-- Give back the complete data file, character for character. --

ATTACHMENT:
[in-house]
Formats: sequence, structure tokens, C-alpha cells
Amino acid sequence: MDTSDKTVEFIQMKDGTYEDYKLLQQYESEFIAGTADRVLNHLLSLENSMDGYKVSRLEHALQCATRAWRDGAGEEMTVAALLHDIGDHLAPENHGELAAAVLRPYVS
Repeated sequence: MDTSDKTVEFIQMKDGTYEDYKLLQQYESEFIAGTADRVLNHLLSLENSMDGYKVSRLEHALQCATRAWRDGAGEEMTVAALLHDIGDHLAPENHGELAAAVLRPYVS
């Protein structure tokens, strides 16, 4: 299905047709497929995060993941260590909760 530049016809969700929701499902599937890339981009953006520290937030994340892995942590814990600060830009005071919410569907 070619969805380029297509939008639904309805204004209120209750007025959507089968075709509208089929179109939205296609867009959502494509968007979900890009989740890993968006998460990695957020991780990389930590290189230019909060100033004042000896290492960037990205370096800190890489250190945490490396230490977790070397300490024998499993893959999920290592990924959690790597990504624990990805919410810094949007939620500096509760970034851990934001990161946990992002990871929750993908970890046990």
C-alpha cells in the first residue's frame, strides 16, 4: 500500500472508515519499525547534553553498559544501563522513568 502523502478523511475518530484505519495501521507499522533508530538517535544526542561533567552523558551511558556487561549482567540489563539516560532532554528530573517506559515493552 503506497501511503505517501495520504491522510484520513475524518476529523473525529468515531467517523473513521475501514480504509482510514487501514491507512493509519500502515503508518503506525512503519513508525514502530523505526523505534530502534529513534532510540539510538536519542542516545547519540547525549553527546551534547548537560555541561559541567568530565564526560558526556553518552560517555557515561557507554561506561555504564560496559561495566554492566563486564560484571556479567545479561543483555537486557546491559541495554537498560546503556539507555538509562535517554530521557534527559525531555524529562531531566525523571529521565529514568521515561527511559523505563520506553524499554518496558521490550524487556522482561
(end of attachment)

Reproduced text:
[in-house]
Formats: sequence, structure tokens, C-alpha cells
Amino acid sequence: MDTSDKTVEFIQMKDGTYEDYKLLQQYESEFIAGTADRVLNHLLSLENSMDGYKVSRLEHALQCATRAWRDGAGEEMTVAALLHDIGDHLAPENHGELAAAVLRPYVS
Repeated sequence: MDTSDKTVEFIQMKDGTYEDYKLLQQYESEFIAGTADRVLNHLLSLENSMDGYKVSRLEHALQCATRAWRDGAGEEMTVAALLHDIGDHLAPENHGELAAAVLRPYVS
């Protein structure tokens, strides 16, 4: 299905047709497929995060993941260590909760 530049016809969700929701499902599937890339981009953006520290937030994340892995942590814990600060830009005071919410569907 070619969805380029297509939008639904309805204004209120209750007025959507089968075709509208089929179109939205296609867009959502494509968007979900890009989740890993968006998460990695957020991780990389930590290189230019909060100033004042000896290492960037990205370096800190890489250190945490490396230490977790070397300490024998499993893959999920290592990924959690790597990504624990990805919410810094949007939620500096509760970034851990934001990161946990992002990871929750993908970890046990």
C-alpha cells in the first residue's frame, strides 16, 4: 500500500472508515519499525547534553553498559544501563522513568 502523502478523511475518530484505519495501521507499522533508530538517535544526542561533567552523558551511558556487561549482567540489563539516560532532554528530573517506559515493552 503506497501511503505517501495520504491522510484520513475524518476529523473525529468515531467517523473513521475501514480504509482510514487501514491507512493509519500502515503508518503506525512503519513508525514502530523505526523505534530502534529513534532510540539510538536519542542516545547519540547525549553527546551534547548537560555541561559541567568530565564526560558526556553518552560517555557515561557507554561506561555504564560496559561495566554492566563486564560484571556479567545479561543483555537486557546491559541495554537498560546503556539507555538509562535517554530521557534527559525531555524529562531531566525523571529521565529514568521515561527511559523505563520506553524499554518496558521490550524487556522482561